My intent was to make Targeting an interface for chess pieces allowing them to describe their ideal movements without actually having to worry about the state of the game and board.

What you just said doesn't come across in the interface.

Why not:

interface AllowableMoves {
  void describeMoves(MovesReceiver movesReceiver);

Any piece can implement this interface

Are you suggesting something like this?

public interface AllowableMoves {

	void describeMoves(MovesReceiver movesReceiver);

public interface Piece extends AllowableMoves {
	// Other Piece methods

public class ChessBoard {

	private MovesReceiver movesReceiver;

	public void chooseSquare(Square square) {
		// ...

YES. :)

That makes sense...

What about the chess pieces then? I can't figure out what messages they should send to do this?

The messages they should send to the MovesReceiver?


I think I need to revisit some of my previous notions about the relationship between objects and interfaces.

Interfaces define a clear role for the object to implement and help scope the role required by a method when passing an object.

Thank you. I haven't heard it put like that. There's a surprising amount to learn from that one statement. I had a chance to reflect on what you said and about the project in general, and I think I've identified where my confusion is coming from. Before I get into that, I should tell you that I think the design we originally had (that you had originally suggested) is a better choice. I'm going to revert some of my recent changes and try again.

The mistake I made is unconsciously associating the names of the interfaces and classes with their real life counterparts. For example, I've been comparing the Board interface to a real board. It was preventing me from believing that sendMovesForTo(...) makes sense because it doesn't make sense for a real chess board. That's why I ended up changing it to choose(...) on the Board interface. It makes sense to choose a square on a real board, but it's not the best choice for this program. I'm embarrassed, because I warned against making this exact mistake in a blog post two years ago. Software objects are not meant to be generalized, idealized versions of real objects, they are just named as such to make them familiar and easy to understand. I forgot this.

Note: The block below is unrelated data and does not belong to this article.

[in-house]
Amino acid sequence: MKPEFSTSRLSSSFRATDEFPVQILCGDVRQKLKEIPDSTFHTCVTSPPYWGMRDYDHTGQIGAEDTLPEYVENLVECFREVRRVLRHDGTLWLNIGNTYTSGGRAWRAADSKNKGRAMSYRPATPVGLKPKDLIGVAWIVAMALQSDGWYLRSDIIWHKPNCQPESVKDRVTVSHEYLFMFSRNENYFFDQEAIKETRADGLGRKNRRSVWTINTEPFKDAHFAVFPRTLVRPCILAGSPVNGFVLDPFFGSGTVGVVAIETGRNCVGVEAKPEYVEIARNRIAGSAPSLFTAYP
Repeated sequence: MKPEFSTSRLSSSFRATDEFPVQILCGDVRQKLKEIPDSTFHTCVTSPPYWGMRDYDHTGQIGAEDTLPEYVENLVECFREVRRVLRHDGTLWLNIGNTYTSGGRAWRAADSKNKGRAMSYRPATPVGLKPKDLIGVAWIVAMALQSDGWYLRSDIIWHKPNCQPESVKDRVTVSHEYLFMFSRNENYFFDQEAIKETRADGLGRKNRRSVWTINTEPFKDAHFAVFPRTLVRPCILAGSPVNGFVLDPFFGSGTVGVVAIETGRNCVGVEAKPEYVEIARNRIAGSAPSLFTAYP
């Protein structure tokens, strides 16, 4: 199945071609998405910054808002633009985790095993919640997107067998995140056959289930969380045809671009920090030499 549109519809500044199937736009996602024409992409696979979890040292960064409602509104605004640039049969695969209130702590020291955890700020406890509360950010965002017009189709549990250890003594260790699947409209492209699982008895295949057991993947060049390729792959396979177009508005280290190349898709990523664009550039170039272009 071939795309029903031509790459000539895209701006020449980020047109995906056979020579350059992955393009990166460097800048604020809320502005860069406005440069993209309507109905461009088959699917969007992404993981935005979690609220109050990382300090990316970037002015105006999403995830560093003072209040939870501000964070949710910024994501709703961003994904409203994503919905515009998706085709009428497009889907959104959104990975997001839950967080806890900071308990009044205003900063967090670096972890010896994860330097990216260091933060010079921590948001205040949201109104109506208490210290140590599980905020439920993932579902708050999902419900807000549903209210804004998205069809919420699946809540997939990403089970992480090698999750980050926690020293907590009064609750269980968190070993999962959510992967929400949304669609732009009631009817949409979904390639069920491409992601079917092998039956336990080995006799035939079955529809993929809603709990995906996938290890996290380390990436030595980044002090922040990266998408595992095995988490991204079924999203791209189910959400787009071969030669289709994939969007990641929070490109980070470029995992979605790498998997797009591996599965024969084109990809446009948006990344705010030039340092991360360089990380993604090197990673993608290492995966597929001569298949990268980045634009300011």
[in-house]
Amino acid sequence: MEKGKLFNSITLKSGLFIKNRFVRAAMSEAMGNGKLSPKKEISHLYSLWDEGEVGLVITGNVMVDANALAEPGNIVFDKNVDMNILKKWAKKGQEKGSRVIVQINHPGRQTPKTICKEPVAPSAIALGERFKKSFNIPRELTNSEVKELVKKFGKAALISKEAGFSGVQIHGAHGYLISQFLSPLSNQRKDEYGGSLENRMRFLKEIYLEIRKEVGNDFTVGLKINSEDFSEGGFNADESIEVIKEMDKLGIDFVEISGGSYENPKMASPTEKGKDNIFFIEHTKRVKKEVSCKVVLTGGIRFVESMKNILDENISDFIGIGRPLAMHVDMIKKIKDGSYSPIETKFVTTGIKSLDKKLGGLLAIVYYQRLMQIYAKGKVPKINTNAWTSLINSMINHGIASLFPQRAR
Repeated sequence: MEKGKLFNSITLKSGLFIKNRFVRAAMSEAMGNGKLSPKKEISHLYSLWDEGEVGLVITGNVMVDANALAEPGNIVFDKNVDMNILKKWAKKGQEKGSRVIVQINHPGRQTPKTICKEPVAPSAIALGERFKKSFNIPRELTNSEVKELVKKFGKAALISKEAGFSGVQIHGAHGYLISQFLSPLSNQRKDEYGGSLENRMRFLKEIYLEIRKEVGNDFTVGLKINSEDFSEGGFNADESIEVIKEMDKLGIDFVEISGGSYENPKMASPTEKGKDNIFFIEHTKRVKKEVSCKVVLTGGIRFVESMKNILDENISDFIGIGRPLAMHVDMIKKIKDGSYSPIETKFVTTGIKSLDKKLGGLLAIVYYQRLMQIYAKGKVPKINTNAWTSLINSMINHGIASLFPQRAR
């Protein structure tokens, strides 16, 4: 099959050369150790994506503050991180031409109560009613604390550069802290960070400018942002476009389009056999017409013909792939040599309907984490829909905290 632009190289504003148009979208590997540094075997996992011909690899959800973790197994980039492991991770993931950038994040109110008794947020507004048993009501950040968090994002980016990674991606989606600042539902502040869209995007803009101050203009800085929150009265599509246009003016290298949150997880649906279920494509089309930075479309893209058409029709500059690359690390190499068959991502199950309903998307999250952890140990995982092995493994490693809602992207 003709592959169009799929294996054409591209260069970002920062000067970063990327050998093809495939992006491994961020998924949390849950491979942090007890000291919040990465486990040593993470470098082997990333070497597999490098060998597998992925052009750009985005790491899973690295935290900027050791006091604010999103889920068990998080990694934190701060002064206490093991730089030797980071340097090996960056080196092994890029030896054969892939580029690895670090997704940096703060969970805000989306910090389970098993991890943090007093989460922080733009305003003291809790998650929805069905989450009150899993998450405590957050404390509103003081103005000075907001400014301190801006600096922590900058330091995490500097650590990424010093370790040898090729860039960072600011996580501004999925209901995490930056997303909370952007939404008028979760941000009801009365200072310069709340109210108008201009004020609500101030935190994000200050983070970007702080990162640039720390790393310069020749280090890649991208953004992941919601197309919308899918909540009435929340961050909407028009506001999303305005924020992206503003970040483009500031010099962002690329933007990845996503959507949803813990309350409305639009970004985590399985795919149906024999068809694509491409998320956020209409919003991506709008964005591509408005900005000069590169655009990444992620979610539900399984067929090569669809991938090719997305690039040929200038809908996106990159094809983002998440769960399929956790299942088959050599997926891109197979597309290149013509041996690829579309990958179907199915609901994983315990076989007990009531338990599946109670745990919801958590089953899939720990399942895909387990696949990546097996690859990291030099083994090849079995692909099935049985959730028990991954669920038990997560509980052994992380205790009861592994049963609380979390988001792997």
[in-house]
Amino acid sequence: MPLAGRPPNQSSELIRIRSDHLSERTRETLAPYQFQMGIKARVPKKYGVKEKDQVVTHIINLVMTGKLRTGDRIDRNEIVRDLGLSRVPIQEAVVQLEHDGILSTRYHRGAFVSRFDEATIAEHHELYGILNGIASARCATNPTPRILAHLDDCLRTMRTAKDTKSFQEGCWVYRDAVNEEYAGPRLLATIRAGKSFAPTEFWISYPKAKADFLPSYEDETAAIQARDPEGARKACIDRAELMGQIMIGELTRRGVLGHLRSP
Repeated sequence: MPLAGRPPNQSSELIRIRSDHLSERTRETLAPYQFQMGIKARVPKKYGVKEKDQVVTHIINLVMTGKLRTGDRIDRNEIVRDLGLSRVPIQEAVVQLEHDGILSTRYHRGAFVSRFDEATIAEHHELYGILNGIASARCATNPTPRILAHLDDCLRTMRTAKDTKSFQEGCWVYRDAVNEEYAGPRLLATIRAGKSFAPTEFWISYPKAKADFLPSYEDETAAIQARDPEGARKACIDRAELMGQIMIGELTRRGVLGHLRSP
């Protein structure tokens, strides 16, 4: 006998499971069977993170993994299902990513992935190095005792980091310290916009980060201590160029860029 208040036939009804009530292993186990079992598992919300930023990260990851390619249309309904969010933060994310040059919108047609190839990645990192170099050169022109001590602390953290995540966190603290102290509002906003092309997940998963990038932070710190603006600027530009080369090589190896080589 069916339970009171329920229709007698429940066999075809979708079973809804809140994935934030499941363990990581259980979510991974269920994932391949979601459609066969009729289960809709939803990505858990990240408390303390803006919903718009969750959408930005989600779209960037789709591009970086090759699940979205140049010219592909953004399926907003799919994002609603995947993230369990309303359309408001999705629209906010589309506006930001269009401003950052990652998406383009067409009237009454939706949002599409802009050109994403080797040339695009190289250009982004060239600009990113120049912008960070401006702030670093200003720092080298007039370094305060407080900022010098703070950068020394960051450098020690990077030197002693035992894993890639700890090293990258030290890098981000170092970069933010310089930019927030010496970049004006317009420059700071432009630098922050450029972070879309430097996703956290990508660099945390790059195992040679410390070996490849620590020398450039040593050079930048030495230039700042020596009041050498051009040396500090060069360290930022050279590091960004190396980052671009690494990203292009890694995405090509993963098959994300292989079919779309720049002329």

There are a lot of mental hurdles to jump over with OOP.

I've been working some more on trying to figure out how to implement the communication between pieces and the MovesReceiver. My motivation here is to design communication so the pieces don't have to ask about the state of the board. They describe the form of their movement (path or step), the direction(s), and how to deal with other pieces in the way. The MovesReceiver will coordinate in some way with the board to determine which of the moves meet the criteria and then have those valid moves displayed in some way.

I came up with two new solutions, but I'm not confident in either of them. At this point I'm completely stuck. I can't tell if I'm making things better or worse, or if I'm just spinning endlessly somewhere in the middle. I don't know where to go from here.

You can see the first solution here:

It uses a builder pattern, but I'm not sold on it because:

  1. I don't think it's East Oriented.
  2. It's a pain to test because I have to create mocks for all of the returned builders, and I have to be very careful about which mocks are returned in order to not get false positives. (You can see a sample of the tests at the bottom of the gist)

The second solution is here:

I switched the builder to use functional parameters instead. The tests are a bit better, but I'm not sold on it because:

  1. The only way to test it is to use argument captors and execute the consumers against mock objects. I don't know if this is a bad thing. It works, but should I be testing the messages of the arguments like that? The only alternative to this would be to create classes for each of the consumers that the pieces pass, but that would create an explosion of classes (instead of verifying using argument captors I would verify that the parameter is a certain type). (You can see a sample of the tests at the bottom of the gist)